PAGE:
MARGARET RIVER ON THE MAP
The good food, great wine and breathtaking beaches are bringing more and more international travellers to Australia’s west coast, including C. James Dale.
If I could move to Margaret River, I would. Alright, so there are no hot clubs or urban rooftop bars, no grand national museums. But who needs all that when you’re sharing a squintit’s-so-long stretch of beach with seven other souls, searching for seashells as locals haul in herring for Saturday night feasts? Or watching dolphins dart by as surfers bob out in the waves, ever mindful of the sharks that prowl these coastal waters? It’s all about big sea, big sky and few concerns. Oh, and lest we forget, the wine.
Margaret River is an absolute delight, as more and more travellers are discovering. And with the BusseltonMargaret River Airport expanding to take direct flights from Australia’s east coast, domestic tourism in the South West is expected to leap to the next level.
Gateway to God’s country For now, though, the gateway to Margaret River remains Perth. Once written off as a backwater, the city has flourished thanks to the resources boom. The spoils include the ambitious Elizabeth Quay redevelopment project, a new stadium and museum in the pipeline, and the recently opened COMO The Treasury, Perth.
The 48-room hotel, located inside the painstakingly restored 19th-century former State Buildings, oozes history and charm. Post, a self-styled ‘neobistro’, offers enticing menus inspired by Australian and French cooking.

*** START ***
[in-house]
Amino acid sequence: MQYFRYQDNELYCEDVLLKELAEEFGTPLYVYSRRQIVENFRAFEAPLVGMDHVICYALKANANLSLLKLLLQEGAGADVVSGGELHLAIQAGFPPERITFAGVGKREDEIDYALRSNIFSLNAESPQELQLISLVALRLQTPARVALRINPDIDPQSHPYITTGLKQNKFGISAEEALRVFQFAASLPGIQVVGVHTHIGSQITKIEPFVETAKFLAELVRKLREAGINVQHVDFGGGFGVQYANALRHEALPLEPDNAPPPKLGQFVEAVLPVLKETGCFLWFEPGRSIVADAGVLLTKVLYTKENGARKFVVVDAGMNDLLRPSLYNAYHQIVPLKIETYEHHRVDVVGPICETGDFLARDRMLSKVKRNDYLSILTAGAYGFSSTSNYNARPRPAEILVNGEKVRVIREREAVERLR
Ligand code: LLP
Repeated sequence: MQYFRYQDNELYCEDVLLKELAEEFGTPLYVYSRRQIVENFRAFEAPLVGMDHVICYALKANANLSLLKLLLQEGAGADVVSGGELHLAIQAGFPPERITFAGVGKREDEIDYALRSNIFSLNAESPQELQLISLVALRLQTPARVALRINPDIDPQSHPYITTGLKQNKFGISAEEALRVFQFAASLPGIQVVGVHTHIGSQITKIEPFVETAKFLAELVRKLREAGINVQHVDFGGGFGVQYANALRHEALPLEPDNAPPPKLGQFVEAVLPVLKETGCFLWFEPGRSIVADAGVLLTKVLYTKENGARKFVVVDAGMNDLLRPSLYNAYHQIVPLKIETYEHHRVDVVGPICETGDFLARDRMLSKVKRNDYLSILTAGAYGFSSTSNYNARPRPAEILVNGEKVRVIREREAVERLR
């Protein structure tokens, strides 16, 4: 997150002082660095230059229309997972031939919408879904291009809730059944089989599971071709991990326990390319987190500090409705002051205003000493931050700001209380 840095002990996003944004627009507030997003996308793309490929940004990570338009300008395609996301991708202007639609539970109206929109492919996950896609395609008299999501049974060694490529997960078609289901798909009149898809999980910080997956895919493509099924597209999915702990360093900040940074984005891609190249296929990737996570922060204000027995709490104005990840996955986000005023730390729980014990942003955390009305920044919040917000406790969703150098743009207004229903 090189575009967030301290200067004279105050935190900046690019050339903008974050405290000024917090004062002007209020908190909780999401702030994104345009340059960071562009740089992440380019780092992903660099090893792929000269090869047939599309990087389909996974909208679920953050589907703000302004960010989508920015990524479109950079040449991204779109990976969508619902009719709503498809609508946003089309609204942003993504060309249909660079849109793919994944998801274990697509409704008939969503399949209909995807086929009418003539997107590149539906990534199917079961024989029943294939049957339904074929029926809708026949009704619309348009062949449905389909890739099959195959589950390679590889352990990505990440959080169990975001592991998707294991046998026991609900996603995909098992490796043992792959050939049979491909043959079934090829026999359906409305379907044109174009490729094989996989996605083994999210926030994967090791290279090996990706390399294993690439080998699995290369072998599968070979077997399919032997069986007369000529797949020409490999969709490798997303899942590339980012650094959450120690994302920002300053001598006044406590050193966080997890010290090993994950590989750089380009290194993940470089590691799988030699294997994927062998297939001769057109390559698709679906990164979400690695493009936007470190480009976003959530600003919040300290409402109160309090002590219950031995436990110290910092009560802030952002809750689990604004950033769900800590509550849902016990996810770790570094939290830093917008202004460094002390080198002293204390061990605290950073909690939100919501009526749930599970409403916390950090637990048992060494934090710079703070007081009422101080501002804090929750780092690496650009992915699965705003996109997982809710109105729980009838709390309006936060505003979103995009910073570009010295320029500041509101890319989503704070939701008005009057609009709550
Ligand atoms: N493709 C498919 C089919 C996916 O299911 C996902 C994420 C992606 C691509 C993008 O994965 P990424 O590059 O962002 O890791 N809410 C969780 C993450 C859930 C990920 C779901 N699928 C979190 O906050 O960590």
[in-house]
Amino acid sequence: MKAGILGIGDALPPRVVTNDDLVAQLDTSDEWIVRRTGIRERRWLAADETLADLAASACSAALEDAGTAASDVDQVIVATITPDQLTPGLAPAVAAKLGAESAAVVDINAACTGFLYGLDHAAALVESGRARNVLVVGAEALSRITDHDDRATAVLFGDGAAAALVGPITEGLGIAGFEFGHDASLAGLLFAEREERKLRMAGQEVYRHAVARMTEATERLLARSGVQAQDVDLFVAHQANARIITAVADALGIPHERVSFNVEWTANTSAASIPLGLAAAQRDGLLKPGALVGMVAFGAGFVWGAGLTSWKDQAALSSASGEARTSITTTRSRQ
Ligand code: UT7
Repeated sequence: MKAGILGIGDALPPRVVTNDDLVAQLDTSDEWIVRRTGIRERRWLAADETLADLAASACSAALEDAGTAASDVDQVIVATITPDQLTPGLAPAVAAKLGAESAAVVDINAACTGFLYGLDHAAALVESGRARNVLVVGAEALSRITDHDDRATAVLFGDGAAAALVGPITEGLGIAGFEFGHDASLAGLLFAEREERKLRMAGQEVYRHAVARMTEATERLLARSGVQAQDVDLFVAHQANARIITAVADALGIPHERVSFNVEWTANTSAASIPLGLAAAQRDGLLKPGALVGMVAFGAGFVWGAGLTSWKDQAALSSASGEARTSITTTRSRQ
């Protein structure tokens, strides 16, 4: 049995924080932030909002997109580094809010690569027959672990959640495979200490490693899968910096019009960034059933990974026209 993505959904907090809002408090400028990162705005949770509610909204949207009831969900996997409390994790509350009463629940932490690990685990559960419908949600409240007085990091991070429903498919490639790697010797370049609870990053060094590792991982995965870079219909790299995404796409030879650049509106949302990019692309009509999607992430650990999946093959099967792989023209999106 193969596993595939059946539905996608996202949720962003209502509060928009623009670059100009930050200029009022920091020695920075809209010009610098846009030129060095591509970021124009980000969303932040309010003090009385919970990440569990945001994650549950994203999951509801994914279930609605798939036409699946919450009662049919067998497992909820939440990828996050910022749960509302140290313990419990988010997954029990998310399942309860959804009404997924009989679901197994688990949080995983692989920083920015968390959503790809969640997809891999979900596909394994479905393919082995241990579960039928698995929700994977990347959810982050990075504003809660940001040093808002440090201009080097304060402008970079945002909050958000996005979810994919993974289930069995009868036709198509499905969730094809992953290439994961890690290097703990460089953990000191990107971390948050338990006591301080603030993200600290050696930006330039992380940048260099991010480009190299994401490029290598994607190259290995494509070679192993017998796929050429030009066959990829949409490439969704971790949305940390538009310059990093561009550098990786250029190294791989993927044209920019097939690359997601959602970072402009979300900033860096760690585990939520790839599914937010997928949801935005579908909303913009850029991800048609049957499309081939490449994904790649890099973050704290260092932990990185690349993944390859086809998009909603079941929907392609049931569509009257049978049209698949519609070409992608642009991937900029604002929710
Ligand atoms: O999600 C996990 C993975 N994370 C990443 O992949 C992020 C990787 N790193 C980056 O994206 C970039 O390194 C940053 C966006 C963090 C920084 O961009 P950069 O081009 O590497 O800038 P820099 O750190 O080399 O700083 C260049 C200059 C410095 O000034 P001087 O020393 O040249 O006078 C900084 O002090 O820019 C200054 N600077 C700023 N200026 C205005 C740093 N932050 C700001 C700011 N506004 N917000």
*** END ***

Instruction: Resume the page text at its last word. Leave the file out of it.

But there’s much more, including the Thai restaurant, Long Chim, and the low-key Petition, with comfort food, an 18-tap craft beer pub and a wine bar/ merchant. The complex also houses Halford, an under-the-radar basement cocktail bar, and the rooftop fine-dining restaurant, Wildflower.
Staying near the source Just a few hours after leaving Perth, acres of grapevines blurred by as we made our way to a cliffside hideaway, Injidup Spa Retreat. The cosy, firelit villas face the vast Indian Ocean.
“You just have to look at this view and see the beauty of the ocean and the Australian coast,” Buddhist monk and masseuse Joel Pauleau noted during our chat after my treatment in one of Injidup’s light-filled spa rooms. “There’s a sense of beauty and peace that is very inspiring to me, and I think it’s inspiring to many people.”
A stone’s throw up the coast lies Injidup’s sister property, Smiths Beach Resort, overlooking the savage beauty of its namesake beach. We stayed in an ocean-facing house and kept the sliding doors open to the elements.